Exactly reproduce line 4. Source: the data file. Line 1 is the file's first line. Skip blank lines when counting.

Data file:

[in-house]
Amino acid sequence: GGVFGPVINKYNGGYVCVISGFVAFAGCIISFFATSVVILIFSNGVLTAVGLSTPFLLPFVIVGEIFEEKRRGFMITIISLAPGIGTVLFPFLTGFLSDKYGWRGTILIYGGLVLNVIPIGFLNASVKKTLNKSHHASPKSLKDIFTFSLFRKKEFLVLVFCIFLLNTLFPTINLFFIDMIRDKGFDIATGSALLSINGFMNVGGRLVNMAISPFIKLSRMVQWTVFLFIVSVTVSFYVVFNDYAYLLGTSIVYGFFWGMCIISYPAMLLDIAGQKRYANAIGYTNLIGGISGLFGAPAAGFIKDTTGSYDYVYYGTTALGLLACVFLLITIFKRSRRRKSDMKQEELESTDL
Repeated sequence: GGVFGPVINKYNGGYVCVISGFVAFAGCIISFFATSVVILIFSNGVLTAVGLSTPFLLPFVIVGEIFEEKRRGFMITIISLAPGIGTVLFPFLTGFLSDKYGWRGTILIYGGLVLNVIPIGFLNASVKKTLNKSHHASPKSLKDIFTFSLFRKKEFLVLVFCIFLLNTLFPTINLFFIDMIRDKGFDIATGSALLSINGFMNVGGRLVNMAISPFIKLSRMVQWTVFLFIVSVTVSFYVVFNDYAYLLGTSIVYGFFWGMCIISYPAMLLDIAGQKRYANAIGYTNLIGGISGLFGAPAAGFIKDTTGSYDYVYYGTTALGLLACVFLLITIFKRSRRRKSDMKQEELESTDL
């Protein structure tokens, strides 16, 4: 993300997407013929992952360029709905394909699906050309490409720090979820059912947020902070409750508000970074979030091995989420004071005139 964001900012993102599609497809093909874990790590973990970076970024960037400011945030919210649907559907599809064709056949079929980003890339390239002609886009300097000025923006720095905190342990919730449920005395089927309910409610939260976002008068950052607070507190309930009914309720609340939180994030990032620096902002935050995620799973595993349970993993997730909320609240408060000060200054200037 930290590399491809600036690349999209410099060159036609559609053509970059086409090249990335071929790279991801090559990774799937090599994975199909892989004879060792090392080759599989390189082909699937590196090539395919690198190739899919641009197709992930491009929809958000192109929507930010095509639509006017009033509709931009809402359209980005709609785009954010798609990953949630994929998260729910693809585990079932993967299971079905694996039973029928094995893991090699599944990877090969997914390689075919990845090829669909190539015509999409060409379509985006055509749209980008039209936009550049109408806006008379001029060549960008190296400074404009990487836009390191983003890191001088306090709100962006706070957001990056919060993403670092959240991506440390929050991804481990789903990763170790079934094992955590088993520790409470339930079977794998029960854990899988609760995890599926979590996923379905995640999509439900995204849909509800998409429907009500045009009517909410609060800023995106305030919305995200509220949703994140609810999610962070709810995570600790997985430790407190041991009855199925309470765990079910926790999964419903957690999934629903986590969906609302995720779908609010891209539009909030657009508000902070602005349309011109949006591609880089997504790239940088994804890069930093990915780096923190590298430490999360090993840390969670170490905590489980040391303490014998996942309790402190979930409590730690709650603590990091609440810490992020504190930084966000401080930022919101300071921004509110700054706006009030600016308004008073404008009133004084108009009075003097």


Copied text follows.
């Protein structure tokens, strides 16, 4: 993300997407013929992952360029709905394909699906050309490409720090979820059912947020902070409750508000970074979030091995989420004071005139 964001900012993102599609497809093909874990790590973990970076970024960037400011945030919210649907559907599809064709056949079929980003890339390239002609886009300097000025923006720095905190342990919730449920005395089927309910409610939260976002008068950052607070507190309930009914309720609340939180994030990032620096902002935050995620799973595993349970993993997730909320609240408060000060200054200037 930290590399491809600036690349999209410099060159036609559609053509970059086409090249990335071929790279991801090559990774799937090599994975199909892989004879060792090392080759599989390189082909699937590196090539395919690198190739899919641009197709992930491009929809958000192109929507930010095509639509006017009033509709931009809402359209980005709609785009954010798609990953949630994929998260729910693809585990079932993967299971079905694996039973029928094995893991090699599944990877090969997914390689075919990845090829669909190539015509999409060409379509985006055509749209980008039209936009550049109408806006008379001029060549960008190296400074404009990487836009390191983003890191001088306090709100962006706070957001990056919060993403670092959240991506440390929050991804481990789903990763170790079934094992955590088993520790409470339930079977794998029960854990899988609760995890599926979590996923379905995640999509439900995204849909509800998409429907009500045009009517909410609060800023995106305030919305995200509220949703994140609810999610962070709810995570600790997985430790407190041991009855199925309470765990079910926790999964419903957690999934629903986590969906609302995720779908609010891209539009909030657009508000902070602005349309011109949006591609880089997504790239940088994804890069930093990915780096923190590298430490999360090993840390969670170490905590489980040391303490014998996942309790402190979930409590730690709650603590990091609440810490992020504190930084966000401080930022919101300071921004509110700054706006009030600016308004008073404008009133004084108009009075003097």